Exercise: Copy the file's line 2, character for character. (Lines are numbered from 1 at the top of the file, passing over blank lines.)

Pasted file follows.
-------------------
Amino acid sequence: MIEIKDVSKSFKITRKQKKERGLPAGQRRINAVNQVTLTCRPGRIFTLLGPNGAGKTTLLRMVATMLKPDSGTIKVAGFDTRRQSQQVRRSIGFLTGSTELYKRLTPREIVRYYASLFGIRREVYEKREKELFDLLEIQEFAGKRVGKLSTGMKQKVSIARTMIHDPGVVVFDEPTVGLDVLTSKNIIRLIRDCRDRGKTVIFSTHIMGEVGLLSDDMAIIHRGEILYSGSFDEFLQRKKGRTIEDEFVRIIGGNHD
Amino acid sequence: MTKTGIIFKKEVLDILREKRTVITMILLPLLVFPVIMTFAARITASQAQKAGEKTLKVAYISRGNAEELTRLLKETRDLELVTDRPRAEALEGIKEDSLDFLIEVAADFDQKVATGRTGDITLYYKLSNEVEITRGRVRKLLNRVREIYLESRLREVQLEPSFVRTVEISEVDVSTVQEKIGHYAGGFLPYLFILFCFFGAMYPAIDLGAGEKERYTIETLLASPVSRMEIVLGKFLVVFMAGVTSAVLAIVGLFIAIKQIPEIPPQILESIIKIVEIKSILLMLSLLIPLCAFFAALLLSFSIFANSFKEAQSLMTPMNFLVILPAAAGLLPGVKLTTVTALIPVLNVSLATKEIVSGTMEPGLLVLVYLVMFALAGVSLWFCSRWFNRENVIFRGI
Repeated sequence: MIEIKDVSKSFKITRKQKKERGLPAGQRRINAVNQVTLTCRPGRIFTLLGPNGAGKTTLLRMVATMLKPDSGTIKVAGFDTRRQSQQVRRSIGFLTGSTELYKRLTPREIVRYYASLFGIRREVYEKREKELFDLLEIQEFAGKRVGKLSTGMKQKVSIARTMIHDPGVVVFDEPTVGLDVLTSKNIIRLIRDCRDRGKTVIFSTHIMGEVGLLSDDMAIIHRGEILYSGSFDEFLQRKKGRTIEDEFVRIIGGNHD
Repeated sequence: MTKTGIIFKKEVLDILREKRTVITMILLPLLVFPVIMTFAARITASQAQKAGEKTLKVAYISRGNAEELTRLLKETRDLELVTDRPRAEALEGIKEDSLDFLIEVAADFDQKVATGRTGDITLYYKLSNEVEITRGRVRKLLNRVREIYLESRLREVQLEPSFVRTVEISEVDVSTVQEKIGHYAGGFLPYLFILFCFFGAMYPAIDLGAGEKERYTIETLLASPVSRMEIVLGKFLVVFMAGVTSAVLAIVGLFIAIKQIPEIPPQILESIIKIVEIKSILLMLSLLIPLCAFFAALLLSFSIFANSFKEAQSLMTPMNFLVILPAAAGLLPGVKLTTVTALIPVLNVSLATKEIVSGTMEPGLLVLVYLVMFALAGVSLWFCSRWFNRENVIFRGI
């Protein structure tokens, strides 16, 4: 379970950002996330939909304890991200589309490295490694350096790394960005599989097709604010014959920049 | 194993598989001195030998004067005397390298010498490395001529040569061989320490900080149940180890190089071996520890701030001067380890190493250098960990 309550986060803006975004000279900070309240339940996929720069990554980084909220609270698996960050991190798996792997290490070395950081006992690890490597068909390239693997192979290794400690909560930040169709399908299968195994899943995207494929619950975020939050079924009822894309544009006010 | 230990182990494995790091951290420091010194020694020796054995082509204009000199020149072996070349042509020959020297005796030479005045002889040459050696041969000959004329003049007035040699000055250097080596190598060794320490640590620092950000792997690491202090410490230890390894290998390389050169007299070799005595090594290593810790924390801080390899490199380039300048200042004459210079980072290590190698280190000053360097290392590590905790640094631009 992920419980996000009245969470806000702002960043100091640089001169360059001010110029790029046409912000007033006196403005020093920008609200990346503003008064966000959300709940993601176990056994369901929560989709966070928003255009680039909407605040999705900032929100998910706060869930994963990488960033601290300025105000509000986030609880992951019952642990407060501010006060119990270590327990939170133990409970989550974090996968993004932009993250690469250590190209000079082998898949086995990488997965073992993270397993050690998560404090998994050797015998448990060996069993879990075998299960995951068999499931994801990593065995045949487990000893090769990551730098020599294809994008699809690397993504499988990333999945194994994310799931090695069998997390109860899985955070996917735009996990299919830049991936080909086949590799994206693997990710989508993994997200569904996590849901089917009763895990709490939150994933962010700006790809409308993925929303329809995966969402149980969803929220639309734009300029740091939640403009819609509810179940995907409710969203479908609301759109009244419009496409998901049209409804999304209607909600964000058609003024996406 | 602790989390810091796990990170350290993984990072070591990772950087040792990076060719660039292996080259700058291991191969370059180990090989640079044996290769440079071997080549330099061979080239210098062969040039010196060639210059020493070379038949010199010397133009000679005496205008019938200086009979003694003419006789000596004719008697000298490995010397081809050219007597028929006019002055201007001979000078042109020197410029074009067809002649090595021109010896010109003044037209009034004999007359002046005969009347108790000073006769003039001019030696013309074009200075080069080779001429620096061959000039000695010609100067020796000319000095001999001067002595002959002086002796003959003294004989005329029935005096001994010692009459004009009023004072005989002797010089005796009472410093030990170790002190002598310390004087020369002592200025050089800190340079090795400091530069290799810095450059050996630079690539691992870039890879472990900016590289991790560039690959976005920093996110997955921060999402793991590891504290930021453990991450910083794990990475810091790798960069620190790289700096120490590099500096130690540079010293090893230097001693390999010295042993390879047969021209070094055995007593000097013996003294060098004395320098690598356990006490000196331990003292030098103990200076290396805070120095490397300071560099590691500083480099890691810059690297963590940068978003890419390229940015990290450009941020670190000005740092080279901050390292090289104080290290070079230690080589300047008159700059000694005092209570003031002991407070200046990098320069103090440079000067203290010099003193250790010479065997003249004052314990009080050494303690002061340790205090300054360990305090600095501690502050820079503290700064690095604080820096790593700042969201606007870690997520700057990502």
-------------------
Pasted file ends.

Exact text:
Amino acid sequence: MTKTGIIFKKEVLDILREKRTVITMILLPLLVFPVIMTFAARITASQAQKAGEKTLKVAYISRGNAEELTRLLKETRDLELVTDRPRAEALEGIKEDSLDFLIEVAADFDQKVATGRTGDITLYYKLSNEVEITRGRVRKLLNRVREIYLESRLREVQLEPSFVRTVEISEVDVSTVQEKIGHYAGGFLPYLFILFCFFGAMYPAIDLGAGEKERYTIETLLASPVSRMEIVLGKFLVVFMAGVTSAVLAIVGLFIAIKQIPEIPPQILESIIKIVEIKSILLMLSLLIPLCAFFAALLLSFSIFANSFKEAQSLMTPMNFLVILPAAAGLLPGVKLTTVTALIPVLNVSLATKEIVSGTMEPGLLVLVYLVMFALAGVSLWFCSRWFNRENVIFRGI